Caproni approx. 60

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Caproni approx. 60
Caproni approx. 60
Type: Flying boat
Design country:

Italy 1861Kingdom of Italy (1861-1946) Italy



First flight:


Number of pieces:


The Caproni Ca.60 (unofficially also called Capronissimo or Noviplano ) was an Italian giant flying boat from 1921, also called the Caproni Triple Triplane .

History and construction

After the First World War , the Italian Giovanni Battista Caproni took over the three- decker concept successfully used in his bombers for a large passenger flying boat - the Ca.60. It was supposed to be a prototype for later transatlantic flights.

Three three-decker wings were arranged on the top of the fuselage. The machine was powered by eight 294 kW (400 hp) Liberty L-12 engines, four each with pull-propellers and four with push-type propellers. The fuselage of this machine was designed for 100 passengers, too revolutionary for the time.

The first flight of the Ca.60 took place on March 4, 1921 in Sesto Calende on Lake Maggiore . After a short flight, the machine crashed into the lake from a height of 20 m due to its design-related inability to steer and was badly damaged. The pilot Semprini survived the crash. The reconstruction began, but was later canceled after a fire.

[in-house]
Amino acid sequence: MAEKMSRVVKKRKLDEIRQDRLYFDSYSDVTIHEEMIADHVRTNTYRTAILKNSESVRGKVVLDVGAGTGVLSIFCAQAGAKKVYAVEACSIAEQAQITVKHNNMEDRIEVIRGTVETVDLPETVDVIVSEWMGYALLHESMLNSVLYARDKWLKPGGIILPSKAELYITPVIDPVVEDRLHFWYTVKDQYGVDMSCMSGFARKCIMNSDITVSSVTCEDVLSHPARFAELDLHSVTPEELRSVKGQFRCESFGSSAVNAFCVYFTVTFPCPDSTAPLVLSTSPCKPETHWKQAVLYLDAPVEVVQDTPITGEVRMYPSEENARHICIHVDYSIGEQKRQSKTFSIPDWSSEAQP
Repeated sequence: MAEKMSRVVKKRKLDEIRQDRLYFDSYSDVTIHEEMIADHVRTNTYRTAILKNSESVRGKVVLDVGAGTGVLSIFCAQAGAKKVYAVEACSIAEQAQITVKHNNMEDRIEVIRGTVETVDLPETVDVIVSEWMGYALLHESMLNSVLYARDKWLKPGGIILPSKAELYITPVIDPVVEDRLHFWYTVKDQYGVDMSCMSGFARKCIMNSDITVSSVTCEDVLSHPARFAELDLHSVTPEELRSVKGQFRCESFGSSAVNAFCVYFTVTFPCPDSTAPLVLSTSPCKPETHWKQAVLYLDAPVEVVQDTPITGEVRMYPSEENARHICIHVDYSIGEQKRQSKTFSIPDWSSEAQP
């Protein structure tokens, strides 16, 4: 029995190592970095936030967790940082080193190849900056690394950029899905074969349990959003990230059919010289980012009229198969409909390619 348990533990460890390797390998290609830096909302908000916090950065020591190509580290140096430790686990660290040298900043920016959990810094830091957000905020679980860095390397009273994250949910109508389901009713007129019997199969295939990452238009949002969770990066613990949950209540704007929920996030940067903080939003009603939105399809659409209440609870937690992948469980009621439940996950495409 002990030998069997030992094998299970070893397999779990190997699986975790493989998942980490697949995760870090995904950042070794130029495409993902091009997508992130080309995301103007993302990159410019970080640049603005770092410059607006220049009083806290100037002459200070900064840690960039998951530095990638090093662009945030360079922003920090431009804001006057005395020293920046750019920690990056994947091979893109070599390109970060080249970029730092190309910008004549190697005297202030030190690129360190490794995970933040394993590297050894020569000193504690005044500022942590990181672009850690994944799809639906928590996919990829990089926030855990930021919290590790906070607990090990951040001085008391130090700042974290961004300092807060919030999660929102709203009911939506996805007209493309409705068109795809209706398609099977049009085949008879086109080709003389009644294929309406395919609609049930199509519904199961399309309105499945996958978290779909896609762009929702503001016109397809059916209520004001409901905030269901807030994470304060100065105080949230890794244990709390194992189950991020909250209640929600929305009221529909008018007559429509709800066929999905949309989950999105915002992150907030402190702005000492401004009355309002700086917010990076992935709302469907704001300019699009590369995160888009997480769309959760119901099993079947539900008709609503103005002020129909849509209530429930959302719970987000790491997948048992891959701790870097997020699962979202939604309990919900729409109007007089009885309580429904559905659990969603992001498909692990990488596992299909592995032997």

Technical specifications

Caproni approx. 60
Construction of the Caproni ca 60
Parameters Data
crew 8th
Passengers 60-100
length 23.50 m
span 30 m
height 9.10 m
Wing area 836 m²
Empty mass k. A.
Takeoff mass 25,000 kg
drive 8 × 12-cylinder V-engine Liberty L-12 with 294 kW (400 PS) each
Top speed 112 km / h
Range 660 km
Service ceiling k. A.

See also


  • James Gilbert: The World's Worst Aircraft. St. Martin's Press, New York 1975, 1979, pp. 67-68.
  • Enzo Angelucci: World Encyclopedia of Civil Aircraft. Crown Publishers Inc., New York 1982, ISBN 0-517-54724-4 .
  • Aviation Archive Issue 35: Giant Aircraft, pp. 14-17
  • Luigino Caliaro / KS: Dream with nine wings. In: Flug Revue No. 12/2018, pp. 80–83

Web links

Commons : Caproni Ca.60  - Collection of images, videos and audio files

Individual evidence

  1. ^ Giorgio Apostolo: Caproni's Triple Triplane. In: Airplane Monthly. February 1974, p. 493.